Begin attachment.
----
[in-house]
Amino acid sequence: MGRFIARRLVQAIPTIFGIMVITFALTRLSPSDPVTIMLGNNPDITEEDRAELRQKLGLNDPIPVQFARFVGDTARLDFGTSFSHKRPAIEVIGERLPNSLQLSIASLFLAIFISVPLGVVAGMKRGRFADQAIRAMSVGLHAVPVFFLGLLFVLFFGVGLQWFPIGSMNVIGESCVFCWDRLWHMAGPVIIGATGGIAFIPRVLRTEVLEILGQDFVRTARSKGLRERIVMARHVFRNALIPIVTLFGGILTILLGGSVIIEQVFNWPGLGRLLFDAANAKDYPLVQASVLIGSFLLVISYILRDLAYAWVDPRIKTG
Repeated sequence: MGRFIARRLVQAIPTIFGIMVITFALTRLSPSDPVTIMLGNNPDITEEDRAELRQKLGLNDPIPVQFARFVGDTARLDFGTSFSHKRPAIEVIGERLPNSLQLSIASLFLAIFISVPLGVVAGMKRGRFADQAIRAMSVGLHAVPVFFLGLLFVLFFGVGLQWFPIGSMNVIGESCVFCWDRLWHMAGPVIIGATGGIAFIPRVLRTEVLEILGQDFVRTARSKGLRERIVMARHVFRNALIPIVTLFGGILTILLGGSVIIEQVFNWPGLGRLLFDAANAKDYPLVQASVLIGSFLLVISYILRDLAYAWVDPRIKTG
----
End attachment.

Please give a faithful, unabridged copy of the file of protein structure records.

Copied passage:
[in-house]
Amino acid sequence: MGRFIARRLVQAIPTIFGIMVITFALTRLSPSDPVTIMLGNNPDITEEDRAELRQKLGLNDPIPVQFARFVGDTARLDFGTSFSHKRPAIEVIGERLPNSLQLSIASLFLAIFISVPLGVVAGMKRGRFADQAIRAMSVGLHAVPVFFLGLLFVLFFGVGLQWFPIGSMNVIGESCVFCWDRLWHMAGPVIIGATGGIAFIPRVLRTEVLEILGQDFVRTARSKGLRERIVMARHVFRNALIPIVTLFGGILTILLGGSVIIEQVFNWPGLGRLLFDAANAKDYPLVQASVLIGSFLLVISYILRDLAYAWVDPRIKTG
Repeated sequence: MGRFIARRLVQAIPTIFGIMVITFALTRLSPSDPVTIMLGNNPDITEEDRAELRQKLGLNDPIPVQFARFVGDTARLDFGTSFSHKRPAIEVIGERLPNSLQLSIASLFLAIFISVPLGVVAGMKRGRFADQAIRAMSVGLHAVPVFFLGLLFVLFFGVGLQWFPIGSMNVIGESCVFCWDRLWHMAGPVIIGATGGIAFIPRVLRTEVLEILGQDFVRTARSKGLRERIVMARHVFRNALIPIVTLFGGILTILLGGSVIIEQVFNWPGLGRLLFDAANAKDYPLVQASVLIGSFLLVISYILRDLAYAWVDPRIKTG